When the Lord gave Moses the divine blueprint for the construction of the tabernacle, He instructed His servant to carefully build it according to the pattern he was given (Exodus 25:40), for it would serve as "the copy and shadow of the heavenly things" (Hebrews 8:5). The tabernacle was to provide a place where God might dwell among His people, and be a constant testimony of His presence among them no matter where they went. "And let them make Me a sanctuary, that I may dwell among them. According to all that I show you, that is, the pattern of the tabernacle and the pattern of all its furnishings, just so you shall make it" (Exodus 25:8, 9). However, it was never meant to be a permanent dwelling place for the Lord, for "the Most High does not dwell in temples made with hands" (Acts 7:48). The Lord was teaching His people from the very beginning the lesson of what it meant to truly tabernacle with Him, so they would be prepared for the future day when He would tabernacle within them and they would never be without His presence.
"In My Father's house are many mansions;
if it were not so, I would have told you.
I go to prepare a place for you.
And if I go and prepare a place for you,
I will come again and receive you to Myself;
that where I am, there you may be also."
(John 14:2, 3)
We all have a natural longing for a permanent and secure place. We spend our lives building and acquiring things, just so we will have something tangible and measurable and lasting to hold onto, and maybe in the process, leave our mark on the world. This is true, not just in material matters, but in spiritual matters also. In time, however, all our work will soon perish and turn to dust, and be forgotten - sometimes in an instant like was the case of Job's life. "How much more those who dwell in houses of clay, whose foundation is in the dust, who are crushed before a moth? They are broken in pieces from morning till evening; they perish forever, with no one regarding" (Job 4:19, 20). With each new crisis or trial, we are continually being reminded of our mortality and the temporal and fragile nature of our human existence. Through the lesson of the tabernacle, the Lord was constantly reminding His people that the only thing permanent and of lasting value in this life is their relationship with Him. As He faithfully guided them through the wilderness, He humbled them with "fasting" and daily provided them a "feast" of heavenly manna, so they would learn that their life was dependent upon Him alone. "...that you might know that man shall not live by bread alone; but man lives by every word that proceeds from the mouth of the LORD" (Deuteronomy 8:3). Every step of their journey was met with new challenges and new opportunities for growth in their faith in the Lord; and each new victory brought them a little bit closer to the promise land. Along the way the Lord required His people to dismantle the tabernacle and suspend the priestly service until they settled in the next appointed place, so they would not be tempted to enshrine their worship by putting their God in a box, like all their idolatrous neighbors had done. Throughout history's turnings, the Lord has seen fit at appointed times to dismantle our human undertakings, in all manners of industry, government, and religion, to remind us that He is the One who is in control! When we see Him work on a global scale, as He has this past year, we need to give pause and pray, as we reverently consider and humbly submit to the miraculous plans He is executing, which requires His people to go through this necessary "undoing," in order that we might be prepared to receive an unexpected blessing like His servant Job did at the end of his trial. "Be still, and know that I am God; I will be exalted among the nations, I will be exalted in the earth! The LORD of hosts is with us; the God of Jacob is our refuge" Selah (Psalm 46:10,11)."Oh, magnify the LORD with me, and let us exalt His name together" (Psalm 34:3).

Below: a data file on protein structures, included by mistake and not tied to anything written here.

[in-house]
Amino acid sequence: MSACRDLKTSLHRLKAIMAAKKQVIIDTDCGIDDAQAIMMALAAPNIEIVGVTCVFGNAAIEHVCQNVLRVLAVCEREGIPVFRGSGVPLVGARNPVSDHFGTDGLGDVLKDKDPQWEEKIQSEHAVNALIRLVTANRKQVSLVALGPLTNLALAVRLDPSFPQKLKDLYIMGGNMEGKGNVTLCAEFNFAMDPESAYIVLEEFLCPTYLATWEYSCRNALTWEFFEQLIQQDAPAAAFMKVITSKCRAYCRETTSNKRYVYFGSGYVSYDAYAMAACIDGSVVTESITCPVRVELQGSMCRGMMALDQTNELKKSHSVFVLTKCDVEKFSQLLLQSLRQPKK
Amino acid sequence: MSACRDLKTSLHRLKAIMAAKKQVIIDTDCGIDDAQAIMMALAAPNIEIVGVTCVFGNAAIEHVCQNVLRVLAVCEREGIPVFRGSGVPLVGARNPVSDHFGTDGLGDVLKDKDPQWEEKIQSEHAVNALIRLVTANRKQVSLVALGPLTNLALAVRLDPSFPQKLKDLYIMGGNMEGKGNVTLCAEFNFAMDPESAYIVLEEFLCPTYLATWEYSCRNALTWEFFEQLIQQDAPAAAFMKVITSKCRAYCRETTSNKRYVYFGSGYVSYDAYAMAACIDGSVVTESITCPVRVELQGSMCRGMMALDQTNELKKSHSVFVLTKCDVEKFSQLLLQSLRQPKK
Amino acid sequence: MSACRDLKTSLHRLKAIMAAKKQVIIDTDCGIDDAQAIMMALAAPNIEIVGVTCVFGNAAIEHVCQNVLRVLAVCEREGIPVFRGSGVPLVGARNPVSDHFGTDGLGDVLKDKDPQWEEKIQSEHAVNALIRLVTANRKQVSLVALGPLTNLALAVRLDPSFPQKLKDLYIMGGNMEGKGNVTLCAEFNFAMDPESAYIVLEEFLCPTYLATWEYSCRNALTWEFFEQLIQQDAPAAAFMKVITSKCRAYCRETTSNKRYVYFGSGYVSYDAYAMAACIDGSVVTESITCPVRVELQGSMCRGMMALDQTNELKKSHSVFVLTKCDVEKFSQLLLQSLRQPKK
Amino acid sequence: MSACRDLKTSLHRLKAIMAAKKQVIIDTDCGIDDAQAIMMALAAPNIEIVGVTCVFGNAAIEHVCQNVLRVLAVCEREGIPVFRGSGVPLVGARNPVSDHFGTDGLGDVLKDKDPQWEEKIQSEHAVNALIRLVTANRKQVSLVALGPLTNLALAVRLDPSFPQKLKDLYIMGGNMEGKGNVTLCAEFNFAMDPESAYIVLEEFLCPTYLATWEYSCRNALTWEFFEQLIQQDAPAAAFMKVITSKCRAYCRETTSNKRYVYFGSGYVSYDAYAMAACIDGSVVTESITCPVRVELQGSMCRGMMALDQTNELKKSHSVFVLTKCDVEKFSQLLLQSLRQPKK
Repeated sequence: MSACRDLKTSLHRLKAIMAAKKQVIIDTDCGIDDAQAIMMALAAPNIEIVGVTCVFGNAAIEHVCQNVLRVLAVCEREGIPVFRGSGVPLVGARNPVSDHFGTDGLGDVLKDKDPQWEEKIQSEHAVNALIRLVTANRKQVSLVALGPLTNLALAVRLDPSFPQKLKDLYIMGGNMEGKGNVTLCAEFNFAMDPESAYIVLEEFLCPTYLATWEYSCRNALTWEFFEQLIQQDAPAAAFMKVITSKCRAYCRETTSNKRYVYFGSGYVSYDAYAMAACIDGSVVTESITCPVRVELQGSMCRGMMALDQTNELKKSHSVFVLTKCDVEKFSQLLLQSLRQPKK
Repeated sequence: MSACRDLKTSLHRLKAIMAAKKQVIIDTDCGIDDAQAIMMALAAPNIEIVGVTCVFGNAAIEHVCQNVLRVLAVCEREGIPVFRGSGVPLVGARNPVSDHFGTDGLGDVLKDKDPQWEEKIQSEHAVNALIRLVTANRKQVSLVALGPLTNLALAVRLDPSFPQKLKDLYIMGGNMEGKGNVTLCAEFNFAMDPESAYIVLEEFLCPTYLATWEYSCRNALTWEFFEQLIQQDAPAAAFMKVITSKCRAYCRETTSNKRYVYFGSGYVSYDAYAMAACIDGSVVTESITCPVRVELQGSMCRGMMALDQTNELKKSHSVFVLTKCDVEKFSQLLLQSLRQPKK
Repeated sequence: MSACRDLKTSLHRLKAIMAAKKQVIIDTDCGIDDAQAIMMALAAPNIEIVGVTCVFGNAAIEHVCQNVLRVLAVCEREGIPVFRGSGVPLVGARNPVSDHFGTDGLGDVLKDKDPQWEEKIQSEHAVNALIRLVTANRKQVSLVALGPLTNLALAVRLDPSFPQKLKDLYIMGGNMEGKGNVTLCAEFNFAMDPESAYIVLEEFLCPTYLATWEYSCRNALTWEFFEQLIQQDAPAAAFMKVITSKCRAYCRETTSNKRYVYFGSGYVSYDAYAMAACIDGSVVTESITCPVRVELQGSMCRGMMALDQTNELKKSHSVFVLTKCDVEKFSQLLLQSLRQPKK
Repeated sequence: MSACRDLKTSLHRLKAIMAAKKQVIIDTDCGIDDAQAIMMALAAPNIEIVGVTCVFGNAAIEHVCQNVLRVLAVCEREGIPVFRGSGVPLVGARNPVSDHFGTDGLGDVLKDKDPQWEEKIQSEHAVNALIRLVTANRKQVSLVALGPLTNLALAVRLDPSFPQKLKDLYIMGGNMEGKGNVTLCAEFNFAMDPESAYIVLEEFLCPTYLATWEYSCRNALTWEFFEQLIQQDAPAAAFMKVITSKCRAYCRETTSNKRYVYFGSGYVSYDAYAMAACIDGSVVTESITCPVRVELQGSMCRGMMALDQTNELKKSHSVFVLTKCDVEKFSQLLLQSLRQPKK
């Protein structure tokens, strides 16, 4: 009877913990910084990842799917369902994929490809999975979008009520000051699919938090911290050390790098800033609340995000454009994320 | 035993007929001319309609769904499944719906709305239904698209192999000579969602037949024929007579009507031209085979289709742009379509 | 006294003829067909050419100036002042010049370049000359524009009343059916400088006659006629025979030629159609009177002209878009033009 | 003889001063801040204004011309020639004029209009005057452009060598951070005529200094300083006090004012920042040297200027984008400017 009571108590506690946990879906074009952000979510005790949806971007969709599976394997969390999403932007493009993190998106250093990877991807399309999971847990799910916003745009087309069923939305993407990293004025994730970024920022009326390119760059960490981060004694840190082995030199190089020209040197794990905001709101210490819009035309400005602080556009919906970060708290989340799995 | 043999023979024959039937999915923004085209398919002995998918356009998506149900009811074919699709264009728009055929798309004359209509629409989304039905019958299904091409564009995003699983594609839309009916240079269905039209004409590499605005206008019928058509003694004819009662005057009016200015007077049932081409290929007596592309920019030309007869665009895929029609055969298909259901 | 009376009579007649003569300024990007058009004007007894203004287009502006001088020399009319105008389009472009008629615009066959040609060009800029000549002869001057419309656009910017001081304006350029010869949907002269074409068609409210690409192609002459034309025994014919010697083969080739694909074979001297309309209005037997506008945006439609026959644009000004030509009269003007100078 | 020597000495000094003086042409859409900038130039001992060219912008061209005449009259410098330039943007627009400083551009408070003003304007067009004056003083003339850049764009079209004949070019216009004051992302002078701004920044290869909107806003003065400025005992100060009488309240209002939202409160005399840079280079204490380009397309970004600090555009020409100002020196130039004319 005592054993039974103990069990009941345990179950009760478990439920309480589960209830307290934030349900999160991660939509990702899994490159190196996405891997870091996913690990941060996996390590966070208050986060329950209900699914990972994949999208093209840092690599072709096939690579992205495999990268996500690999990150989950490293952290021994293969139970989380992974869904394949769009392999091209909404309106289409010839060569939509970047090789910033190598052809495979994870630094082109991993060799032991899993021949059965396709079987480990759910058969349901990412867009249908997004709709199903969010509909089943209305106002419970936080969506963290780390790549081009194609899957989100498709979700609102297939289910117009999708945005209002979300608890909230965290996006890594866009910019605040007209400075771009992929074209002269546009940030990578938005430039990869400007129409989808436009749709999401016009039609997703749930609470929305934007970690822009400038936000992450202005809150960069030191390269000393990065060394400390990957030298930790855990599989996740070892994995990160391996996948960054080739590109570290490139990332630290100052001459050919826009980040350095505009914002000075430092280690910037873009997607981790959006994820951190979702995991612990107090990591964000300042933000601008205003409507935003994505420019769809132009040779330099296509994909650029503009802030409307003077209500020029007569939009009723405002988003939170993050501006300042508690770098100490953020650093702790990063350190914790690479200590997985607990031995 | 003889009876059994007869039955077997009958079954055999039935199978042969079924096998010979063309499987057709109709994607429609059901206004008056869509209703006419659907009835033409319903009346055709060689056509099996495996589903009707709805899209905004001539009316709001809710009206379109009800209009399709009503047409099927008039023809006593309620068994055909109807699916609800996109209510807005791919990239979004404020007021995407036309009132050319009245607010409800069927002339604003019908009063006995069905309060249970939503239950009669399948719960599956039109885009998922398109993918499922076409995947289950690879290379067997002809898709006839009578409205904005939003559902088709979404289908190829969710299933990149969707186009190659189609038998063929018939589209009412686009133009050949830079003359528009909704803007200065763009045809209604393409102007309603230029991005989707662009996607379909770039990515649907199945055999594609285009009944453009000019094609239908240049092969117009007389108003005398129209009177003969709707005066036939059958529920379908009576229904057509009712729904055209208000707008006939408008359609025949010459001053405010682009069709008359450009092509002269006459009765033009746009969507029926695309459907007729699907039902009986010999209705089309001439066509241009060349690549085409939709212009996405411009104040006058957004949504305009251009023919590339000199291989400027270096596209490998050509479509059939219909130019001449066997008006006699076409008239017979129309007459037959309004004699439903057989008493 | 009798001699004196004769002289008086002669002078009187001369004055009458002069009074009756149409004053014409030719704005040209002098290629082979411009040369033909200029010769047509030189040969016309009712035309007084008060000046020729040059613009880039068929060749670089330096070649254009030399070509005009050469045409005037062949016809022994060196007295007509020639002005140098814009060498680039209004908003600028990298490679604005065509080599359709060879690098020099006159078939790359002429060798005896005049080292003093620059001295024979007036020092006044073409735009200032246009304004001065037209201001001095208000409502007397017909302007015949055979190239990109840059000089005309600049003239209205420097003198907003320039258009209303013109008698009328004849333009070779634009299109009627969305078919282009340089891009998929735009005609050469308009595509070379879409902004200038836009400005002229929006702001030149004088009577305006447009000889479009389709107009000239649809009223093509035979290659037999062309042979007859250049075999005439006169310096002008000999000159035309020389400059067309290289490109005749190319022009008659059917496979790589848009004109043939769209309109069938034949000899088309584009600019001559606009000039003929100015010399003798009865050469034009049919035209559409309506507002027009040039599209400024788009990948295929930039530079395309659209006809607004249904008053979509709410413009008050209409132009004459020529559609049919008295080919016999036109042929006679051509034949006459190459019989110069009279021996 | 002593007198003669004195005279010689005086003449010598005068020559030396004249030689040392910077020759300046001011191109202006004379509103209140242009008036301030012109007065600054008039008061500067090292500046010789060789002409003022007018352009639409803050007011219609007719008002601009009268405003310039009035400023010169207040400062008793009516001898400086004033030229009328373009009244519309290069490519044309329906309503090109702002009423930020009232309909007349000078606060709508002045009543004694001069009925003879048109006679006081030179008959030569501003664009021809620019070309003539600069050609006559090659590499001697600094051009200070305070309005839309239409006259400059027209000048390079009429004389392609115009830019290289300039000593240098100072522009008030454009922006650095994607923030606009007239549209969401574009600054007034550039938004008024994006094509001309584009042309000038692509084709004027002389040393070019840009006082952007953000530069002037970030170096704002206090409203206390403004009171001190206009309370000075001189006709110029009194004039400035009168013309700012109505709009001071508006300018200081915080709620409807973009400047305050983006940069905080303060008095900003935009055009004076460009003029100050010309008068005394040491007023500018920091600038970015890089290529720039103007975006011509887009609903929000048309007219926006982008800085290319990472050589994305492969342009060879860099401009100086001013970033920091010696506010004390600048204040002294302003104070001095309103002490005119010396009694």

"For we know that if our earthy house, this tent,
is destroyed, we have a building from God,
a house not made with hands, eternal in the heavens.
For in this we groan, earnestly desiring
to be clothed with our habitation which is from heaven,
if indeed, having been clothed, we shall not be found naked.
For we who are in this tent groan, being burdened,
not because we want to be unclothed, but further clothed,
that mortality may be swallowed up by life.
Now He who has prepared us for this very thing
is God, who also has given us the Spirit as a guarantee."
(2 Corinthians 5:1-5)